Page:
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From "Derek Hohls" <DHo...@csir.co.za>
Subject Re: Continuations and cleaning up
Date Thu, 04 Nov 2004 11:02:06 GMT
Lezek

Do you know of any sample code that shows how the
"someService" code could be implemented?

>>> lgawron@mobilebox.pl 2004/11/04 12:41:15 PM >>>
Smith, Lee [OS-IE] wrote:
> Hey All,
> 
> New user to cocoon here, and I've got a question about the use of
> continuations in flow scripts.
> 
> I'll explain my question with the following block of code:
> 
>  1: function myFunc()
>  2: {
>  3:    var myDB = Database.getConnection("myPool");
>  4:    myDB.setAutoCommit(false);
>  5:
>  6:    .. do some work on the connection, don't commit
>  7:
>  8:    cocoon.sendPageAndWait("confirm_changes.html");
>  9:    
> 10:    if (cocoon.request.getParameter("confirm_changes") == "true")
> 11:       myDB.commit();
> 12:    else
> 13:       myDB.rollback();
> 14:
> 15:    cocoon.sendPage("change_made.html");
> 14: }
> 
> In this example I get a connection to a database, make some changes
and then
> allow the user to confirm they are happy with the changes and then
depending
> upon their response, either commit them or roll them back.
> 
> Now this is all fine assuming the user follows the confirmation or
> cancellation links on the page - however, assuming there is a menu
system on
> the confirmation page it is possible for the user to break out of
the
> continuation without completing it, hence leaving uncommitted changes
in the
> database.
> 
> Is there anyway I can trap the user activating links on the site
(assuming
> they activate another resource in the current site-map)? I have a
feeling I
> may be thinking about this in too much of a Java-ish way and there
should be
> another way I should be doing this :)
> 
> I'm expecting somebody to say "Why not let the user confirm any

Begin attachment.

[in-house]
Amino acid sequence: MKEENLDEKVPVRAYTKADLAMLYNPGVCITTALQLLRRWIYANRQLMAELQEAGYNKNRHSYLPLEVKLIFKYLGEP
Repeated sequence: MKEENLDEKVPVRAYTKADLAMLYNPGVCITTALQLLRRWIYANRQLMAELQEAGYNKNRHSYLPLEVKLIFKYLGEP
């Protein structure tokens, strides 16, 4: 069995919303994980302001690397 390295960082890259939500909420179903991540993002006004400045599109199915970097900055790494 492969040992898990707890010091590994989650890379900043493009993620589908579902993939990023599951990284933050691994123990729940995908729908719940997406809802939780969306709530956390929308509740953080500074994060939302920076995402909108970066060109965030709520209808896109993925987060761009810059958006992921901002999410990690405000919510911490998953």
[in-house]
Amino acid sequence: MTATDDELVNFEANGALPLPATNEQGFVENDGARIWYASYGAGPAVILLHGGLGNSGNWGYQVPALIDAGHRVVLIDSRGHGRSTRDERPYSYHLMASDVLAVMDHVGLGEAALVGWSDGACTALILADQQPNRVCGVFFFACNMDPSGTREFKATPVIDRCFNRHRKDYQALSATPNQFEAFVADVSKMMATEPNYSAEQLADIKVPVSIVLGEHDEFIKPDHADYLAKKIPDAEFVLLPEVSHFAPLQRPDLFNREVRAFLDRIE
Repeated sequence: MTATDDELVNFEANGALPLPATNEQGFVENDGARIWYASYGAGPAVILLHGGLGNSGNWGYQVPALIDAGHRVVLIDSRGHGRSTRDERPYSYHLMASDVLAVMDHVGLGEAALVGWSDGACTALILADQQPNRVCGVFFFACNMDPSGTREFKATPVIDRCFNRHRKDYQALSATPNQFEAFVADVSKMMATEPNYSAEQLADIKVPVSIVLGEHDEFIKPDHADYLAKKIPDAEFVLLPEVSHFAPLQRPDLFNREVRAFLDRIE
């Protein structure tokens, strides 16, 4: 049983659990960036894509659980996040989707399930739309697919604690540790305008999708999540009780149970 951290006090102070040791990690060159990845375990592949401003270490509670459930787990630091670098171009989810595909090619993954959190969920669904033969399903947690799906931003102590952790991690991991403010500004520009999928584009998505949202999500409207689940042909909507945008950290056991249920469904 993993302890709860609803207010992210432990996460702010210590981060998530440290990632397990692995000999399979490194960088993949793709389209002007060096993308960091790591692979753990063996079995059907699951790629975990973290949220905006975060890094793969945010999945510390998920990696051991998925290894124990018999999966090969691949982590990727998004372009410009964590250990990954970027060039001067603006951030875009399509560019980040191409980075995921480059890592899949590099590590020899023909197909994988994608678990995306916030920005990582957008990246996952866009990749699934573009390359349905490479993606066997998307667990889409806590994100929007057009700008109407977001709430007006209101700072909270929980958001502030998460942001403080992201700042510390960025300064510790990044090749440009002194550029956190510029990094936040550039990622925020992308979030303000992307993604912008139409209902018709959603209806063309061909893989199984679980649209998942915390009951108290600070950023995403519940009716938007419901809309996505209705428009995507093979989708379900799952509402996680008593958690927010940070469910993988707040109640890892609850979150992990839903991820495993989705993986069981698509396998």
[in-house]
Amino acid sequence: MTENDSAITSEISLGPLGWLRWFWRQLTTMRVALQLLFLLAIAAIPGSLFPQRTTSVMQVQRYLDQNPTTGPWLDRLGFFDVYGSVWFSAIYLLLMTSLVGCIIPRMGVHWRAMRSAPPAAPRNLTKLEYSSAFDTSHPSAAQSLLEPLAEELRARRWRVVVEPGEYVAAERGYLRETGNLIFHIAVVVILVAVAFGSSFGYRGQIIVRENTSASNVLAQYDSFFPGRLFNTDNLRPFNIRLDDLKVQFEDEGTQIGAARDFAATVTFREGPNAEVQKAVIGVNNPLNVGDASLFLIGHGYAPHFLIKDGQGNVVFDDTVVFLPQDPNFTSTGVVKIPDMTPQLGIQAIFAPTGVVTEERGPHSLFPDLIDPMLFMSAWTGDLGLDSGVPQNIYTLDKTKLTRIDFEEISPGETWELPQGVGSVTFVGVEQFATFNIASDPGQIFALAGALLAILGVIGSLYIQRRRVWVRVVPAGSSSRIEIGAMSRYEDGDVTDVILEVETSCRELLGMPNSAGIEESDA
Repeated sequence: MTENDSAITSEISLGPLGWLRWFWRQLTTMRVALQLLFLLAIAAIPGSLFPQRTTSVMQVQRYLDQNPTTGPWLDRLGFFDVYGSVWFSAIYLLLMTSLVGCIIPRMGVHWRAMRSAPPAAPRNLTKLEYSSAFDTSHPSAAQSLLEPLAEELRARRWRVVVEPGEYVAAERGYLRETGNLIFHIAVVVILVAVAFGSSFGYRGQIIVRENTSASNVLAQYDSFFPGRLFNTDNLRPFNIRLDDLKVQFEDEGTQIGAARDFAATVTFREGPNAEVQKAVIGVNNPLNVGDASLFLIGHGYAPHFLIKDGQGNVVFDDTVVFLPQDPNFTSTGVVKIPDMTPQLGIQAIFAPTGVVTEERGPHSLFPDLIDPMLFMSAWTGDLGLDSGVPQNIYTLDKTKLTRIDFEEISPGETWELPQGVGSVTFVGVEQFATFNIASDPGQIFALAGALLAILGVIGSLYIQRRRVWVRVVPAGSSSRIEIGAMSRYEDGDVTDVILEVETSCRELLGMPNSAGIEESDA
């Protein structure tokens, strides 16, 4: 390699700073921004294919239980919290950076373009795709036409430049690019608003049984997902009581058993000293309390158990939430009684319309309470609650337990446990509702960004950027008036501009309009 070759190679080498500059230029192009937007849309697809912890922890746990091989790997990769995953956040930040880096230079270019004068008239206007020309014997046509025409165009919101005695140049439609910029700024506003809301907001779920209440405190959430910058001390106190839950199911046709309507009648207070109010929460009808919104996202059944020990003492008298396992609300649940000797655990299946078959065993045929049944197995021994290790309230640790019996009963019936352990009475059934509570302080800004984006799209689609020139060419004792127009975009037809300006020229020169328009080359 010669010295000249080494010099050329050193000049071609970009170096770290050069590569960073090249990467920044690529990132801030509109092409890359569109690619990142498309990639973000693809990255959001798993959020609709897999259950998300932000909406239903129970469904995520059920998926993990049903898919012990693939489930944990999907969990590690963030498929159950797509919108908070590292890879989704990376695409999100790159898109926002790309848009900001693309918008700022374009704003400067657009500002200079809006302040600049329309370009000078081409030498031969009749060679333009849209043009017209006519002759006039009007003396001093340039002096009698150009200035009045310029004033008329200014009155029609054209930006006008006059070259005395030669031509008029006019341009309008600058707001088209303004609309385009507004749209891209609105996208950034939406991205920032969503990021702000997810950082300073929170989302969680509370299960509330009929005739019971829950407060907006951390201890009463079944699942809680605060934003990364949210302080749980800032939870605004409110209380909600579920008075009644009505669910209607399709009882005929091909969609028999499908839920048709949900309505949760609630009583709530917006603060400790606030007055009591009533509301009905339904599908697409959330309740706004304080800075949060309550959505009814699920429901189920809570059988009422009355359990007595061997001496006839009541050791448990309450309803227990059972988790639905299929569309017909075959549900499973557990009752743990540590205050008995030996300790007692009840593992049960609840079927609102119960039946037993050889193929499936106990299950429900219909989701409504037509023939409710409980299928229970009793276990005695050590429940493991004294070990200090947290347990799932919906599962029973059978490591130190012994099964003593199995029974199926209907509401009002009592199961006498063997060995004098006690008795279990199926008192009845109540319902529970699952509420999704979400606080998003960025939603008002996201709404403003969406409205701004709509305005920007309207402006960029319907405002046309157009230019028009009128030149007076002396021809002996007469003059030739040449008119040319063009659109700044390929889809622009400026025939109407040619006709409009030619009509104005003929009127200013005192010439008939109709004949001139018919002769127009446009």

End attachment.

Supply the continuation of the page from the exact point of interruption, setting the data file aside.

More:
changes
> before applying them to the database", well the reason for doing this
is it
> allows me to trap any errors (ie. things like duplicate keys, or
invalid
> foreign keys) that show up when you apply the changes to the db and
then
> show these to the user before I ask them if they are happy with the
changes.
As you might think this is not a good way to go. You should organize
your 
business logic into services that are separate from user flow. That
means you 
first you have to ask for user confirmation, then go with the changes.
Even if 
your service fails to update the database you still can report the
error to 
the user and send him back to editing to correct the errors:

var error = null;
while( true ) {
	form.showForm( "edit-data", bizData );
	form.save( bean );
	try {
		someService.performAction( bean );
		cocoon.redirectTo( "mainpage" );
	} catch( e ) {
		error = e;
	}
	if ( error != null ) {
		cocoon.sendPageAndWait( "errorHasOccured",
					{ exception: error} );
	}
}

This code loops until the service gets properly executed. Still the
user can 
follow other link and leave the continuation which in turn will expire
after 
some time.

No problem witch resource management. No problem with scalability
(holding 
open connections while user drinks coffee is a BadThing (tm)). Also you
can 
make your service testable which could be PITA in your approach.

-- 
Leszek Gawron                                      lgawron@mobilebox.pl

Project Manager                                    MobileBox sp. z
o.o.
+48 (61) 855 06 67                              http://www.mobilebox.pl

mobile: +48 (501) 720 812                       fax: +48 (61) 853 29
65

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